By Dr. Santos, DVM
What is marijuana toxicity and what should I look for when my pet gets into my “stash?”
With the legalization of marijuana in California, we are seeing more pets with marijuana toxicity.
Many times the pet owners are reluctant or even embarrassed to give correct information about what the pet “could have gotten into,” but clients are becoming more forthcoming than in the past.
The psychoactive compounds in marijuana are called cannabinoids; the two most well known are THC and CBD. These cannabinoids bind to cannabinoid receptors (CBR) in the nervous and immune systems.
Clinical signs in dogs include central nervous system depression (e.g. lethargy, somnolence), ataxia, vomiting, tremors, pupil dilation, coldness, urinary leakage, slow or rapid heartbeat, low blood pressure, disorientation, sensitive skin, behaviour disorders, hypersalivation, and vocalization.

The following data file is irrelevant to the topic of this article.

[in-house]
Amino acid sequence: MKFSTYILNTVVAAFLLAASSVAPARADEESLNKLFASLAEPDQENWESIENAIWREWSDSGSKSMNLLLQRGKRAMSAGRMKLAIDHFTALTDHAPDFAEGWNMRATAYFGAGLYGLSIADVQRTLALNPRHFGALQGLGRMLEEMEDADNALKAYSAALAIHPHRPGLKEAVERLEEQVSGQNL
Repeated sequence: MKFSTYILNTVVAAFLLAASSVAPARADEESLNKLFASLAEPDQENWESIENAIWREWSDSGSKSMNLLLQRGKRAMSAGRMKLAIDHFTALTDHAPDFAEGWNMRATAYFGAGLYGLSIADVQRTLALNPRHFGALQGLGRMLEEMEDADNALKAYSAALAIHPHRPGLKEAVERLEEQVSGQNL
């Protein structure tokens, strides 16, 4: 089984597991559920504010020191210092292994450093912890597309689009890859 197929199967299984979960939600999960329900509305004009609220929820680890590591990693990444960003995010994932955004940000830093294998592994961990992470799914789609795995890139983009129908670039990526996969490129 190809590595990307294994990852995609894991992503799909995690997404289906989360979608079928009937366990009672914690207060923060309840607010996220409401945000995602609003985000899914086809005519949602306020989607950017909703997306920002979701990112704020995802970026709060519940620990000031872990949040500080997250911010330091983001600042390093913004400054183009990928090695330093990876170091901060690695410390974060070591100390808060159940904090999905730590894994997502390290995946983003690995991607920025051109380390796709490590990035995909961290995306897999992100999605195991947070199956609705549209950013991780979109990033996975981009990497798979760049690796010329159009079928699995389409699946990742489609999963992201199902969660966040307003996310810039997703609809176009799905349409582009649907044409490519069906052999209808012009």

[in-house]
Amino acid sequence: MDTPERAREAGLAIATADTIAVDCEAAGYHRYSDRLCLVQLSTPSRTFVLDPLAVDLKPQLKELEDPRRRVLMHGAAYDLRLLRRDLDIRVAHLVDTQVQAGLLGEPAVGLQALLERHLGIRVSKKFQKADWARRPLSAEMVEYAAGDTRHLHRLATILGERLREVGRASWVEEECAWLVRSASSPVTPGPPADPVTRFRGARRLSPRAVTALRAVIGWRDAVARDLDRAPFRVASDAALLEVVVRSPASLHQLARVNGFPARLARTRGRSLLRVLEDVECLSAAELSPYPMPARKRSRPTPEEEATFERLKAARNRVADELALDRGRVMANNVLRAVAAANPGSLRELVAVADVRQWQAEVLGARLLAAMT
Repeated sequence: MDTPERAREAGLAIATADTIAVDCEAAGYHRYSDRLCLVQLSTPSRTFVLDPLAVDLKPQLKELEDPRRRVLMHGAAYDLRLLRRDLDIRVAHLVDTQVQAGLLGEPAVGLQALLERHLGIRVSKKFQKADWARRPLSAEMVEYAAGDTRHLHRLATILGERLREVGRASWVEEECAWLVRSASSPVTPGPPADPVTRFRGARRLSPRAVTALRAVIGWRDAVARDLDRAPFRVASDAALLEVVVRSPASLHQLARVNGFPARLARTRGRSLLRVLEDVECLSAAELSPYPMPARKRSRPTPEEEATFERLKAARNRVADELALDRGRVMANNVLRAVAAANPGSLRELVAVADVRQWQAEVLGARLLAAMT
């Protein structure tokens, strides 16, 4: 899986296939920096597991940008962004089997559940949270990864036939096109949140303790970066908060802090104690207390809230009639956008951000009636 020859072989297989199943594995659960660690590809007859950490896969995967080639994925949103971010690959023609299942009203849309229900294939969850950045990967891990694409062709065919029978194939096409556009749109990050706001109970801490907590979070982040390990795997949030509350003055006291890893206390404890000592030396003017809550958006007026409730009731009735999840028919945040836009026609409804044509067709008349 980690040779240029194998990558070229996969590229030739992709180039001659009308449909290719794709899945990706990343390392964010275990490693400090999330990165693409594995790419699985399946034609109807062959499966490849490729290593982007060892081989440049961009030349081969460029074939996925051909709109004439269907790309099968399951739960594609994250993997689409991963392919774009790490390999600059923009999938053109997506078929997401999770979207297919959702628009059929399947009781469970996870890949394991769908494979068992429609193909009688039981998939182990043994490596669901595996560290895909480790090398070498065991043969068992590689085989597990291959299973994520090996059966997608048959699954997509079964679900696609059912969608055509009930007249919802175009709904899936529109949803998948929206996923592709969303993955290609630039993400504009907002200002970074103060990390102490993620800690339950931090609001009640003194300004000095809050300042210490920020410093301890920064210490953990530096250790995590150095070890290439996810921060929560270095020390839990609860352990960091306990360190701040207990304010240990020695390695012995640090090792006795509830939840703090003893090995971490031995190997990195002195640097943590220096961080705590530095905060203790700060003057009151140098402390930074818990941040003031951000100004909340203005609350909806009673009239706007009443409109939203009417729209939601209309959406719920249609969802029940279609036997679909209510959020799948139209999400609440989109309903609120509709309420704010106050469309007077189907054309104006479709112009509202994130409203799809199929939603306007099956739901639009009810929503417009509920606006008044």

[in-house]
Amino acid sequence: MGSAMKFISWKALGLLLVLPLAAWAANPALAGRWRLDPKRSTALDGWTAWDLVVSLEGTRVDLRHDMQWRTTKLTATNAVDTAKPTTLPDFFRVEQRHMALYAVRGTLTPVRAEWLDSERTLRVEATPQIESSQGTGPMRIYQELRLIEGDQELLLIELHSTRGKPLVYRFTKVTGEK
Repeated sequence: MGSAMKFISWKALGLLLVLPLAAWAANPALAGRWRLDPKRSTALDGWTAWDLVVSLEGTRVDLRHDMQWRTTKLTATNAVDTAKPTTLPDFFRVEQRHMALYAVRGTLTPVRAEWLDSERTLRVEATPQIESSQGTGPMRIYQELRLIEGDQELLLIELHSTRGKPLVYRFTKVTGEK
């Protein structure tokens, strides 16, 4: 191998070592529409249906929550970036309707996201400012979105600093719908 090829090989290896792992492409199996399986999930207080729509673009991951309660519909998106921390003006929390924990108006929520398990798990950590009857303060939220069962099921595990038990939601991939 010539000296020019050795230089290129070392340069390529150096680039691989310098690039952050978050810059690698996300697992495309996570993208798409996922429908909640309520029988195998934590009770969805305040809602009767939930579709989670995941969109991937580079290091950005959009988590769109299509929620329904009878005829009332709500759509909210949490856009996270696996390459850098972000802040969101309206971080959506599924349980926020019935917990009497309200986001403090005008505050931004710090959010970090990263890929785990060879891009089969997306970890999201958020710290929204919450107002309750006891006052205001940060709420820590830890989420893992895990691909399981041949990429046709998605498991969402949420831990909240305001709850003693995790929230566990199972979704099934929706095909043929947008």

In severe cases, coma may occur. The classic presentation of a marijuana-intoxicated dog is one that is depressed/somnolent, cold, disorientated, and dribbling urine.
External stimulation can result in brief hyperactiveness followed by a return to a depressed state. Supportive treatment is usually initiated with intravenous fluids and medication targeting the pet’s clinical signs.
If the dog is agitated, then sedatives are given. Oxygen and warmies are given if the patient is not breathing well or has a low body temperature.
Anti-seizure medication is given ASAP if seizures have occurred. Fluids help increase blood pressure and “flush” the body of all the marijuana toxins.
Full recovery can sometimes take several days, depending on the dose and type of product. Higher dosages, more potent strains of marijuana, and ingestion of marijuana butter have resulted in more severe, and sometimes fatal, intoxications in dogs.
Most, if not all, of the dogs we treat recover, but treatment is essential in getting rid of those toxins on your “high” dog.
Please, if your pet gets into your “stash” or you think your pet could have gotten into your “stash,” take your pet to your veterinarian ASAP.